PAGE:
[About this blog] Inspired by local soccer player Mike Lim during my rookie reporter days at Singapore Polytechnic, I set up this blog in August 2002. I feel that blogging is a novel platform to document interesting facets of my life and my thoughts on certain issues. [Email blogger] ephraim@singnet.com.sg

Tuesday, October 24, 2006

[Of blogging and censorship views]
1. Words matter. Words said to your face matter. Words overheard also matter. Kind words can lift our spirits. Cutting words can be demoralizing. For this reason, all communication in human society is regulated to a great or lesser degree.

2. I showed the ST article on Wee Shu Min to my daughter this morning. She assured me with a smile that she did not blog. I was taken aback by her reply because it was certainly not my intention to stop her from blogging. Sooner or later, what Ephraim wrote about in his last blog must be confronted. I never believed that the Internet or the blogosphere represented communication without frontiers. In a sound-proof bathroom maybe. But then it's not communication when no one can hear you.

3. Let's go back to common sense. Since words matter, the utterer has responsibility. If you defame someone, he can sue you. If you cause a riot, you may be arrested. If you shout 'fire' in a cinema when there's none, you can be thrown into jail. If your father or your principal takes offense, well, you're going to hear from him. If you are anonymous, you will not be credible, and the Police may still be able to find out who you are. The issue is therefore not whether there should be regulation, but what kind of regulation is sensible. Good regulations facilitate communication making civilized society possible. What we need in Singapore is a good balance between freedom and responsibility in this new age of globalisation and narrowcasting.


Blogger Jt said...

I believe in this case, it was not just words,but the fact that she is an MP's daughter as well, and obviously, the public is going to wonder where she gets her ideas and influences from...like it or not. there is a chinese saying that says "shang liang bu zhen, xia liang wai"...

Tuesday, October 24, 2006 6:06:00 pm

Blogger black feline said...

well said sei-ji...it will be interesting to know what a veteran MP here can impart precious advice to our newbie MP from the AMK GRC...hopefully it's not another "let's move on" ending.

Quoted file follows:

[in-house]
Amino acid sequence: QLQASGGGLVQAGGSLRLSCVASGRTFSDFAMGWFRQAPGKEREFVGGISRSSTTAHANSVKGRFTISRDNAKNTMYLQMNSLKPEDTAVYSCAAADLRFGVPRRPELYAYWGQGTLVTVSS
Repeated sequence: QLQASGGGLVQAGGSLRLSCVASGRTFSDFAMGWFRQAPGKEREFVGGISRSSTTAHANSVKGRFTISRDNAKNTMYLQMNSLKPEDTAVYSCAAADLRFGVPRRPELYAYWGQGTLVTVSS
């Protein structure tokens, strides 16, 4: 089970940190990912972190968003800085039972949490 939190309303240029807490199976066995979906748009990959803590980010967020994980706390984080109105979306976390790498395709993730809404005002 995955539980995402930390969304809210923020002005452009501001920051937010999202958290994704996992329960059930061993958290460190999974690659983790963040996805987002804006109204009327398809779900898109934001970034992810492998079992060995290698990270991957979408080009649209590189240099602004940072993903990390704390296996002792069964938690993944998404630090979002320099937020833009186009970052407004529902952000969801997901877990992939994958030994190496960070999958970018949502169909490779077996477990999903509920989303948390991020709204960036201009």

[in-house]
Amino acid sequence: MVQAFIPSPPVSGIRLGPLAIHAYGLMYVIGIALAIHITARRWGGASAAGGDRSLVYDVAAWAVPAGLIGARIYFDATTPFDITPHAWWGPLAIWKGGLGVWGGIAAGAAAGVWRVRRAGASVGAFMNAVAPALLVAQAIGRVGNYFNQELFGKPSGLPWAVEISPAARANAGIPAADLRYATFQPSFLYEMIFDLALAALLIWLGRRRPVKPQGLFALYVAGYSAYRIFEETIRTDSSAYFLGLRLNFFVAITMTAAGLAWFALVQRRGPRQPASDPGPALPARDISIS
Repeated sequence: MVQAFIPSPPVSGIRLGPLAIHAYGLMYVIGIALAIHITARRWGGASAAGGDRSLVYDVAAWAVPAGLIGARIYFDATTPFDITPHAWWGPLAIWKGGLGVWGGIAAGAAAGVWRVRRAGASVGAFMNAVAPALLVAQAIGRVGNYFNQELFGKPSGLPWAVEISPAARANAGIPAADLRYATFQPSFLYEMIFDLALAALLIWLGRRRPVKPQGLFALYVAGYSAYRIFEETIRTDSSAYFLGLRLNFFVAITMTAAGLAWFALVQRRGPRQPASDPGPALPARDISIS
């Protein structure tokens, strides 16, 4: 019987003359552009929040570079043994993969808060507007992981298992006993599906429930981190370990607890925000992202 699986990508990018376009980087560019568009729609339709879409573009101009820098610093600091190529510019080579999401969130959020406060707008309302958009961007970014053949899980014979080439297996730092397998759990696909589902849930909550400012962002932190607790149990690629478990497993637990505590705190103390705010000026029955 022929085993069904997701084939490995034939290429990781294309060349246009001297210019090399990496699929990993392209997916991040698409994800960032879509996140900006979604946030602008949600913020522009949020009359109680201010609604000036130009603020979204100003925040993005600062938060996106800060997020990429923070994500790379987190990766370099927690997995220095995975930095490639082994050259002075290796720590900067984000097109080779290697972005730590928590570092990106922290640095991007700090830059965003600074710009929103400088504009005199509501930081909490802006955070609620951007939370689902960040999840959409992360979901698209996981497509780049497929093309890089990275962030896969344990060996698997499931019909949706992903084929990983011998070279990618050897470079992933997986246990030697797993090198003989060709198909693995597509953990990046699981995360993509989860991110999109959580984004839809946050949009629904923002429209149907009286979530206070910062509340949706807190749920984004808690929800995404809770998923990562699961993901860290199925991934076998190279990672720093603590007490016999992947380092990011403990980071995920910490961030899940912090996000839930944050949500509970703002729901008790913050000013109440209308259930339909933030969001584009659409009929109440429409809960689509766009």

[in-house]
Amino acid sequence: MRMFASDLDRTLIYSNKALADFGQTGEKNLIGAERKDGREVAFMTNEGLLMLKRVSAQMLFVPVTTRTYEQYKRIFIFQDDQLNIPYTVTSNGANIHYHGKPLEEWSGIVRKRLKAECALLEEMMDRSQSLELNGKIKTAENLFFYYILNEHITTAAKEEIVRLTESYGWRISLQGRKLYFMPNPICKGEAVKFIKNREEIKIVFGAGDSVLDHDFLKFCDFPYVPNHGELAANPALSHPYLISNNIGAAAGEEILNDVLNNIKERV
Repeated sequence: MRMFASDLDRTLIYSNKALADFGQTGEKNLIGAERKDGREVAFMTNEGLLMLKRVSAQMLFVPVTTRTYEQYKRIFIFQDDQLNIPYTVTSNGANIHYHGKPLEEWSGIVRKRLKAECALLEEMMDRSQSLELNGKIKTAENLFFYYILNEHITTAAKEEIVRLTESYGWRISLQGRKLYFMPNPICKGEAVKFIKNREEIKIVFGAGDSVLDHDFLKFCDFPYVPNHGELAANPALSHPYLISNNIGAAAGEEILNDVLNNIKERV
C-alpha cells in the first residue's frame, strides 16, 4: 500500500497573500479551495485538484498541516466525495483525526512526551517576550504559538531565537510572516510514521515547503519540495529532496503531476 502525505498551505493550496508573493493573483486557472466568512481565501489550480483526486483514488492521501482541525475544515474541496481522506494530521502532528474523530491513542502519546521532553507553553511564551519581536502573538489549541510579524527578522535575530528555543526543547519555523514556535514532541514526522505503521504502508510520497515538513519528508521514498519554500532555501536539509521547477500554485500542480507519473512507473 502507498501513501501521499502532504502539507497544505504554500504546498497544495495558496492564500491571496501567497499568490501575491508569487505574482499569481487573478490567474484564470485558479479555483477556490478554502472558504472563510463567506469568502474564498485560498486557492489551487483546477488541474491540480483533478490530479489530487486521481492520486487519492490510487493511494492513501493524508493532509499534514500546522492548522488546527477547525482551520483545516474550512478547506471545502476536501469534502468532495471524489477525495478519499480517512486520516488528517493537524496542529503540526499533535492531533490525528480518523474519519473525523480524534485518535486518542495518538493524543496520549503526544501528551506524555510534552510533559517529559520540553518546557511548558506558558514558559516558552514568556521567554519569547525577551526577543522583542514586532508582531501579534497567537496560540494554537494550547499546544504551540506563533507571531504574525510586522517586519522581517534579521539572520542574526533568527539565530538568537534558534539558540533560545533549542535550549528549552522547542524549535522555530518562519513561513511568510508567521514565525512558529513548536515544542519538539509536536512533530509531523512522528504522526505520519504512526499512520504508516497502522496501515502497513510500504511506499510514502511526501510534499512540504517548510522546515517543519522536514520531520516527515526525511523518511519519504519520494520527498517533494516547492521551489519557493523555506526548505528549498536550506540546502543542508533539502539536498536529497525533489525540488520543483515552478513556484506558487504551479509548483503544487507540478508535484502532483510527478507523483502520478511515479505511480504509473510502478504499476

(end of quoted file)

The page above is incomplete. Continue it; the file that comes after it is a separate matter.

Tuesday, October 24, 2006 7:48:00 pm

Anonymous Anonymous said...

I am most flabbergasted by the nonchalant way her father responded. What violation of privacy when she knew fully well the consequences from blogging in the internet. And the attitude, I quote, "Some people cannot take the brutal truth and that sort of language", is exactly the same attitude the daughter has towards her society.
And I think it is rather unfair that just because she is somebody's daughter, she is let off with just counselling. Other bloggers found themselves charged in the courts, or worse, even jailed because of their insensitive comments on their blogs. Does it mean to say that Singapore does practise double standards?

Tuesday, October 24, 2006 10:05:00 pm

Anonymous Anonymous said...

There is a very interesting article in the latest journal of Science. It shows that exposure to different theories of underachievement can affect a person's math performance in differing ways.

I was surprised by this -- it is a scientific study with implications for how we use the power of words and speech, both in what we say, and how we frame a discussion.

Tuesday, October 24, 2006 11:12:00 pm

Anonymous Anonymous said...

George Yeo Sir,if possible, I hope that you can outline how the Government can address the issue of ageist discrimination in the workplace and concrete steps for them to seek reemployment. In my opinion, I feel that Derek Wee's burning issue was lost in the Wee Shu Min saga. I am sure that a good concrete plan of employing retrenched middle-aged workers will appease derek more than a formal apology from MP Wee

Wednesday, October 25, 2006 12:37:00 am

Anonymous Anonymous said...

Time and time again the PAP keeps drilling this "fact" into us, "If you are anonymous, you will not be credible". The joke about it is that any name you read, on the newspapers or online are more or less anonymous as we don't know the person personally.

Furthermore, most bloggers or people who participate in online discussions don't deal with hard core news. They usually give their own opinions on things that are happening in the world. Opinions need not be credible as they are opinions. Of course I draw the line at slander and discriminatory blogs/posts. Reading about different opinions to the same situation allows a person to broaden his/her knowledge and opinions. I might read a blog that states that the casinos that are opening are no good for Singapore because for these reasons. I don't necessary have to agree with them but it does allow me to understand why some people agree with this statement.

There are a lot of blogs out there where intelligent people write about things they are interested in. Their opinions are there for the world to see but a lot of them remain anonymous. Does it matter? No, because an opinion is based on a person's thoughts and not on facts and figures. So if a blog/post is constructive does it mean it is not credible just because it is anonymous?

Wednesday, October 25, 2006 7:45:00 am

Blogger Whispers from the heart said...

I agree. I am inclined to think that those who equate anonymity with less credibility should not be talking about the power and influence of WORDS.

Exacty, Mr Yeo. George Yeo has no more credibility than any bloke on the street unless he says something sensible, dude.

As for Ms Wee, I am requesting for the Scholarship board to refute her entitlement to the HUMANITIES scholarship.